Not long ago, I had occasion to travel to Ottawa and back on *VIΛ* (which is the only Crown corporation I know of that's named after a preposition, and which spells its name with a lambda instead of an A presumably for the sake of rotational symmetry), so I had a look at the puzzles near the back of the February/March issue of Destinations, their earthbound equivalent of an in-flight magazine. Unlike some, I'm no puzzle expert,^{1} but I do have a couple of critical thoughts to share from my decidedly amateurish perspective.

**Spoiler alert:** If you are planning to ride a train in Canada before the end of this month (or whenever *VIΛ* gets around to distributing the next issue of Destinations), then reading the rest of this post **may deprive you of a few brief moments of mildly pleasant diversion** on your journey. **You may find yourself compelled to spend those minutes looking at the passing scenery instead.**^{2} You have been warned!

The puzzles I was interested in all involved finding the next item in a given sequence. Three of them were sequences of integers:

- 6-8-12-20- ?
- 2-6-14-30- ?
- 4-5-7-11-19- ?

Any one of these I would have found uninspired but tolerable by itself, but for them to print all three in the same issue just seemed silly. What do you think?

Another sequence involved pairs of integers and letters:

- 3:T, 6:S, 7:S, 9:N, 13: ?

This isn't very original, but eventually I realized that it's actually at least a little bit cleverer than it looks. You can make a more interesting puzzle out of it by asking for the next number–letter pair, rather than giving the number and asking which letter goes with it.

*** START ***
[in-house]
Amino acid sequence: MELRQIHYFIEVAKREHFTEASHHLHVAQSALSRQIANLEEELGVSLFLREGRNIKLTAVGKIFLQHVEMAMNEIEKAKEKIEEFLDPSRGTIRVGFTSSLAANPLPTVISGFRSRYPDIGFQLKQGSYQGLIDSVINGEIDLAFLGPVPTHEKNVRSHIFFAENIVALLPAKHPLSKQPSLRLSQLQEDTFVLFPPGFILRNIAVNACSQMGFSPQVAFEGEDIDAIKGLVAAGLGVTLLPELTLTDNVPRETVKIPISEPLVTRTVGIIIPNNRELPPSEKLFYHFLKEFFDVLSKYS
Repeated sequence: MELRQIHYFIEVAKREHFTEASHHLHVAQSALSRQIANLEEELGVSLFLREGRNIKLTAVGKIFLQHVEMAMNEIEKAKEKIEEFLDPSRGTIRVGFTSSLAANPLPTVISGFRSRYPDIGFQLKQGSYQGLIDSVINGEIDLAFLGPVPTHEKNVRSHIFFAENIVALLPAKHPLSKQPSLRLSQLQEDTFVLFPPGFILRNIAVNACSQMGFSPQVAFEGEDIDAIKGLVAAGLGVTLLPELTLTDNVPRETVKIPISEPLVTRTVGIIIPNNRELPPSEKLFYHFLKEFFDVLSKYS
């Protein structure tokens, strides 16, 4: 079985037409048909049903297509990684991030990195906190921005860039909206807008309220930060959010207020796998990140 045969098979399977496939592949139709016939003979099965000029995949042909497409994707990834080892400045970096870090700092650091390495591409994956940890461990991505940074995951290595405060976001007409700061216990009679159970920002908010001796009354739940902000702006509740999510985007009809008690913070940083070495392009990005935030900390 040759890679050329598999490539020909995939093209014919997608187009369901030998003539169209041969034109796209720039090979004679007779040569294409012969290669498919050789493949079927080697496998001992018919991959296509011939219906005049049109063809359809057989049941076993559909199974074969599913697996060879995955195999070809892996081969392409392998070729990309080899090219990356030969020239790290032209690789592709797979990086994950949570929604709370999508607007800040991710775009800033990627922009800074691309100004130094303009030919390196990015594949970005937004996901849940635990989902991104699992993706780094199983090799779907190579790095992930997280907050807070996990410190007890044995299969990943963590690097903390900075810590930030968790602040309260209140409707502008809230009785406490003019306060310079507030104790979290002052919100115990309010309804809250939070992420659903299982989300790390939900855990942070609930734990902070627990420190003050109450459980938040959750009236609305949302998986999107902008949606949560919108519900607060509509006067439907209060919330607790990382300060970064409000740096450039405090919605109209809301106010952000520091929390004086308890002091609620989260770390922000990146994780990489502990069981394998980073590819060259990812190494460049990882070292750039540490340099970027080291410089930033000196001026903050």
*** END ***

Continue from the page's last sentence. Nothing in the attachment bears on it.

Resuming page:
Here are *VIΛ*'s answers and explanations for the first set:

- 36 (–2 ×2)
- 62 (+1 ×2)
- 35 (×2 –3)

If you look at it like that, then each of them has a different method for obtaining the next number in the sequence, although each one involves multiplying by two. But I was solving these by looking at the differences between adjacent numbers (which is what I usually try first in puzzles like this), and in each one, you just keep adding the next power of two. So to me, this was essentially the same puzzle three times over, rather than three different puzzles—the numbers of the overt sequences sort of fade away into the background, and the powers of two between them stand out. (I'd be interested to hear if my readers had the same reaction, or if you see these sequences differently.)

In the second one, **T**hirteen maps, of course, to T. The next pair would have to be 16:S. The numbers given by *VIΛ* look like the beginning of this sequence, but the railway's choice of numbers had a linguistic basis rather than a mathematical one. The puzzle is bilingual, so the sequence of numbers is the ones that begin with the same letter in English and French:

3 6 7 9 13 16 30 ... three six seven nine thirteen sixteen thirty ... trois six sept neuf treize seize trente ...

(And they could have started off with 0:Z, but that might have been too obvious.)

This is, I think, a pretty neat exploitation of the similarity between Canada's two official languages.

1. My one tenuous basis for a claim of authority here is that I was once invited to co-edit a scholarly journal on enigmatology. I declined on the grounds that I was wholly unqualified.

2. If you encounter delays *en route,* you may even be compelled to watch **non-passing** scenery.